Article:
chamomile

German Chamomile: this herb has plenty to offer - it helps regenerate liver cells, provides an antihistamine, and is unsurpassed for its stress-reducing effects ...

Common Names: Chamomile, Camomile

Botanical Names: Anthemis nobile (Roman or English Chamomile); Matricaria recutita (German Chamomile)

Family: Asteraceae

Plant Type: Hardy Annual

Parts Used: Flowers and leaves

Flowering: May to October

(Matricaria chamomilla) Wild Chamomile is an annual herb originally from Europe which has escaped to the wild and is now naturalized on almost every continent. It can now be found growing along fence rows, roadsides, and in sunny open fields from Southern Canada to Northern U.S. west to Minnesota.

Description: The branched stem is somewhat erect, round, hollow, and grows to about 20 inches tall. The leaves are bipinnate, finely divided, light green and feathery. The flowers are daisy-like about 1 inch across and bloom from May to October. The entire plant has a pineapple scent (apple to some) and planted in the garden is said to help sickly plants to grow. Gather the above ground parts as soon as flowers bloom, dry for later herb use.

Cultivation: Both chamomiles like sandy, well-drained soil, in full sun, with a pH of 6.7-7.0. Roman Chamomile is a perennial, low-growing, and semi-evergreen plant which makes a good groundcover; German Chamomile is taller and a reseeding annual.

Harvesting: Harvest flowers when open in summer, then dry.

Chamomile Magick

Love. Money. Purification.

Gender: Masculine

Planet: Sun

Element: Water

Chamomile attracts money.

Take a chamomile bath to attract love.

Use it in sleep and meditation incenses.

Sprinkle the herb around your property to remove curses and hexes.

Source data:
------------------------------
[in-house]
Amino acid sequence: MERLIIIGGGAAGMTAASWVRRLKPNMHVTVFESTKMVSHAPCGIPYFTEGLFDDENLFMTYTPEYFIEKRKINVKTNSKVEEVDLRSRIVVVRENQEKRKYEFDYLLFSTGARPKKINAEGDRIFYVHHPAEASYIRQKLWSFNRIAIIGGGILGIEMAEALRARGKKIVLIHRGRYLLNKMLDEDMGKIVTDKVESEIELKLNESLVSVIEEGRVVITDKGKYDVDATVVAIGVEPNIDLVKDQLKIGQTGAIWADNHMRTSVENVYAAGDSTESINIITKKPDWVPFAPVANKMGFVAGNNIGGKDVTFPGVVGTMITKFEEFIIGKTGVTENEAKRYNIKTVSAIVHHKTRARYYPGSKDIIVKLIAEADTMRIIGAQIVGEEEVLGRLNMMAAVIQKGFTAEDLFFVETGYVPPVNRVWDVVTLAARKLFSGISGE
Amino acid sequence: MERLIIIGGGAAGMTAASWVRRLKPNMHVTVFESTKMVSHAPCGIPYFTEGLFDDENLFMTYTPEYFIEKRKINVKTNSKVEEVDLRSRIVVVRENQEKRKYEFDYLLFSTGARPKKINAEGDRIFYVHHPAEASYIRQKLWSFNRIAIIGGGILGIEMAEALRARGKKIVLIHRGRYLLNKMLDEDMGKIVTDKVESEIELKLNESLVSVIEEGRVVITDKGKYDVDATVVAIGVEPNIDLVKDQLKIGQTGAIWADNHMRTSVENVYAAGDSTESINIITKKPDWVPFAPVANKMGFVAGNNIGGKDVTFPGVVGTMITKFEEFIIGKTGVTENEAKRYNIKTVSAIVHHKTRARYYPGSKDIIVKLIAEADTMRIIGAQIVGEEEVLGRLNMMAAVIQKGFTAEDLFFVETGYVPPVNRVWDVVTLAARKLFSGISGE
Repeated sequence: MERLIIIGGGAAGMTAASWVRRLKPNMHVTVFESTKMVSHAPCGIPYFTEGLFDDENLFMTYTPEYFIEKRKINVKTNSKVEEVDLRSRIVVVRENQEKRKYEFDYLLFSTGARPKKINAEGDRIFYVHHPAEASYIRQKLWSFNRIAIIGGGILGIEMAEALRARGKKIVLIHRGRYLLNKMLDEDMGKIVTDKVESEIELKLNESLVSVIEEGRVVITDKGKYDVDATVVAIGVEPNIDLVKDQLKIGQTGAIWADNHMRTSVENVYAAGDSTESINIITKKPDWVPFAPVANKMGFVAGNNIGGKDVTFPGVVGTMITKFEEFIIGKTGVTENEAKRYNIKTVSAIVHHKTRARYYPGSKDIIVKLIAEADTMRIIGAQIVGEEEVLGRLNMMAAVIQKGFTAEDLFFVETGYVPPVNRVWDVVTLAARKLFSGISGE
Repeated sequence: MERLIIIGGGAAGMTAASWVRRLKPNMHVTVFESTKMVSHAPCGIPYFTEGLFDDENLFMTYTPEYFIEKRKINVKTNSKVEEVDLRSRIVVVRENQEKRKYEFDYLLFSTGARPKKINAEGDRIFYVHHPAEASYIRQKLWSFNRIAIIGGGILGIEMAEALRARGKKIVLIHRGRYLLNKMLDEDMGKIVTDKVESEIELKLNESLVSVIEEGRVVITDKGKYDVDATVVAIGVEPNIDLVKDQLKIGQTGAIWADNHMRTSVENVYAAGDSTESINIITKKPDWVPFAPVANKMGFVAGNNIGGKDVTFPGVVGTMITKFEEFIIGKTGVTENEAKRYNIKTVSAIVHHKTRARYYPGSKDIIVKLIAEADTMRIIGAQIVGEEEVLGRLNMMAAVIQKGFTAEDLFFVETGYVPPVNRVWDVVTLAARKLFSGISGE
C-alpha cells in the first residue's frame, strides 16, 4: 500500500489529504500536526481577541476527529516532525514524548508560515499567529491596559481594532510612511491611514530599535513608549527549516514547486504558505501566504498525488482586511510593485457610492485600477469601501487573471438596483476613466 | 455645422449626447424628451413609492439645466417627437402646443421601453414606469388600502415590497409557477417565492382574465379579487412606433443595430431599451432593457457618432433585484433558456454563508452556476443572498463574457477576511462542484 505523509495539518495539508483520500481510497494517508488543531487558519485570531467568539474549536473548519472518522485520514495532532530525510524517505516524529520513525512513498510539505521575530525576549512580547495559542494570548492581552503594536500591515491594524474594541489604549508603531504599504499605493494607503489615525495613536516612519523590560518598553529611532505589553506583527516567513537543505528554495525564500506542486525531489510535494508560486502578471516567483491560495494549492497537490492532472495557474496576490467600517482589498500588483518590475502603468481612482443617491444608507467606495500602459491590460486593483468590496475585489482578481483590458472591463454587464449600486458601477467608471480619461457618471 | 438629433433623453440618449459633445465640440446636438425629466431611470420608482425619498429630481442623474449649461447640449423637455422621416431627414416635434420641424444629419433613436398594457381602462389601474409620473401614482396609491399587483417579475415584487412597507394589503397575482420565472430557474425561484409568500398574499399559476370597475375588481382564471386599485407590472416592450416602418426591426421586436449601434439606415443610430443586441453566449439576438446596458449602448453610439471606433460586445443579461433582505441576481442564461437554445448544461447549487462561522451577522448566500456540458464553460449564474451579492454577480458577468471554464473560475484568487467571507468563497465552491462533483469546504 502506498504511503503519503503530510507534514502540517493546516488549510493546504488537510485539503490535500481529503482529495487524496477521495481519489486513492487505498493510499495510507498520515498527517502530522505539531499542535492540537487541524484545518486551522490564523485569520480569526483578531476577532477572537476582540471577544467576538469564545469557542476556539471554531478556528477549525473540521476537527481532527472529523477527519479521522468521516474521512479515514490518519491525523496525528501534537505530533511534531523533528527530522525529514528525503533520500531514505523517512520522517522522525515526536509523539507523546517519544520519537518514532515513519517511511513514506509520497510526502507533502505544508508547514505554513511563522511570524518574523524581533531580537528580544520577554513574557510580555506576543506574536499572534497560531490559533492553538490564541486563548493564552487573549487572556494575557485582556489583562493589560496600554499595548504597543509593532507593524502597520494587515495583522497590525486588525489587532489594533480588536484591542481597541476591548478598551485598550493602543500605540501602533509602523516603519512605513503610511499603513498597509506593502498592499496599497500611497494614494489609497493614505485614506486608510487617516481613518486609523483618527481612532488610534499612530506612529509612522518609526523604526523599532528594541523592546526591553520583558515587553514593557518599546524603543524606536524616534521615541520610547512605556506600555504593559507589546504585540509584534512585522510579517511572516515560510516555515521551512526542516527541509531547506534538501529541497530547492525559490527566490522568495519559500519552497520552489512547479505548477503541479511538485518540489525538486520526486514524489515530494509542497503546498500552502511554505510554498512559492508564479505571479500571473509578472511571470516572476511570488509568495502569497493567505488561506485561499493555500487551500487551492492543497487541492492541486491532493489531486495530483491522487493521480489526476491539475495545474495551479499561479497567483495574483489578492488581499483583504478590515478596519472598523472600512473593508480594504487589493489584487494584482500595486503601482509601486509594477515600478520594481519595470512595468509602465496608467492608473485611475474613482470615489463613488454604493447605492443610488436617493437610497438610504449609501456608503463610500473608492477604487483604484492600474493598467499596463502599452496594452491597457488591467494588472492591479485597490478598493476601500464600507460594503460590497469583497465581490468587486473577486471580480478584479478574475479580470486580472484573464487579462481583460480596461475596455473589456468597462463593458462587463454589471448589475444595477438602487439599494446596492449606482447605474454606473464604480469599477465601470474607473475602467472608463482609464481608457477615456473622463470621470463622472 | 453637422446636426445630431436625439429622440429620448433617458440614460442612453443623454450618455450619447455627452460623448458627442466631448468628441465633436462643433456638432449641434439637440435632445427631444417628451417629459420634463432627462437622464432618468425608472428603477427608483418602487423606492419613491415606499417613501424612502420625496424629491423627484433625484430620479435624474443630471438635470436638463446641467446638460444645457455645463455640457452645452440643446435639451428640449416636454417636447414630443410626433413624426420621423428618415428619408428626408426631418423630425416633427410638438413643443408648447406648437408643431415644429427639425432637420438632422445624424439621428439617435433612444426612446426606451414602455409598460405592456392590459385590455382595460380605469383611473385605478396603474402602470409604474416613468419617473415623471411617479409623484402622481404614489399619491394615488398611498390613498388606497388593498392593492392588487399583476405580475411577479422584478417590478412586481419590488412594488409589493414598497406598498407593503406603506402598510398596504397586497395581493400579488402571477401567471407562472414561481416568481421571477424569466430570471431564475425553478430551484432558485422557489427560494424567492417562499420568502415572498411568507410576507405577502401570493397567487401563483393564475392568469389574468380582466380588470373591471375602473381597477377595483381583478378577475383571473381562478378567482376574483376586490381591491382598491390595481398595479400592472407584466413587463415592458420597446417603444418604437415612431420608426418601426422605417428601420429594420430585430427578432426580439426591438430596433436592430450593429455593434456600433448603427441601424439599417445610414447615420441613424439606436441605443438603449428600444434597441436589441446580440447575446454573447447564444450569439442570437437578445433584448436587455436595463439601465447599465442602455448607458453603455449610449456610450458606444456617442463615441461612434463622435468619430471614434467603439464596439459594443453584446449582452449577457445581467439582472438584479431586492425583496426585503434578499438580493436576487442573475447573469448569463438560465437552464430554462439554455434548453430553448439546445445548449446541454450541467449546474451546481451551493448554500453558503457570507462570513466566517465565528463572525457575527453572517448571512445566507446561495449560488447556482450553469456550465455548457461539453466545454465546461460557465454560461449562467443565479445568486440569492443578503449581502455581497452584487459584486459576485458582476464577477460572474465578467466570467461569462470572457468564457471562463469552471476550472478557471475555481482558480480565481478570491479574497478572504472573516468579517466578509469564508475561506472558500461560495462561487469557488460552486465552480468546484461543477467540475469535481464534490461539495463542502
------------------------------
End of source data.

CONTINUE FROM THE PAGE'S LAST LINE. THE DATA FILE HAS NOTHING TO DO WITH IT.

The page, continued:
Herbal Healing with Chamomile

Cosmetic Uses: Use an infusion of chamomile to add golden highlight to brown hair, or in a steam facial to help open pores.

Medicinal Actions: Analgesic, antianemic, antibacterial, anticonvulsive, antidepressant, antiemetic, antifungal, anti-inflammatory, antineuralgic, antipruritic, antirheumatic, antiseptic, antispasmodic, antistress, antitoxic, aperitive, calmative, carminative, cholagogue, cicatrizant, diaphoretic, digestive, diuretic, emmenagogue, emollient, febrifuge, hair/scalp tonic, healing, hepatic, hypotensor, laxative, nervine, regenerator (skin), sedative, stimulant (digestive system; spleen, uterine), stomachic, sudorific, tonic, vermifuge, vulnerary

Medicinal Uses: The volatile oils are an antispasmodic which can be used for treating indigestion and menstrual cramps. It is also an anti-inflammatory and anti-infective useful for treating skin disorders.

Body Care with German Chamomile

  • To soothe sunburn or wind-chapped skin, add 1 litre (4 cups) German chamomile flower infusion to your bath and soak in it for 20 minutes.

  • To soothe indigestion, gastritis and ulcers caused by nervous anxiety, take 1 teaspoon German chamomile tincture up to three times daily, as necessary.

Infusion: 1 teaspoon dried or 2 teaspoons fresh German chamomile flowers in 1 cup just-boiled water

Tincture: 200g (7 oz) dried or 400g (14 oz) fresh German chamomile flowers in 1 litre (4 cups) vodka-water mix.

Source: The Essential Herbs Handbook by Lesley Bremness

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INFUSION

Steep the recommended quantity of leaves or flowers of the herb in one cup of just-boiled water for 10 minutes (this makes one dose). Strain before drinking, or leave the herbs as sprigs and simply remove them. Always cover infusions if you intend to store them, and use them within 24 hours. Drink hot or cold.


DECOCTION

Place the relevant quantity of herbs in 800ml cold water (makes three doses) in a pan. Boil, then simmer for 1 hour to reduce the liquid by a third. Strain through a fine sieve into a jug and store, in a cool place, for up to 24 hours. Drink hot or cold.


TINCTURE

Tinctures can be used to prepare roots or leaves. They include alcohol and water to extract the properties from the herbs which would not be available if a water preparation alone was used. It is possible to replace the alcohol with glycerol or vinegar.

A tincture will last for up to two years, which makes it a very convenient method if you intend long-term use of the herbs.


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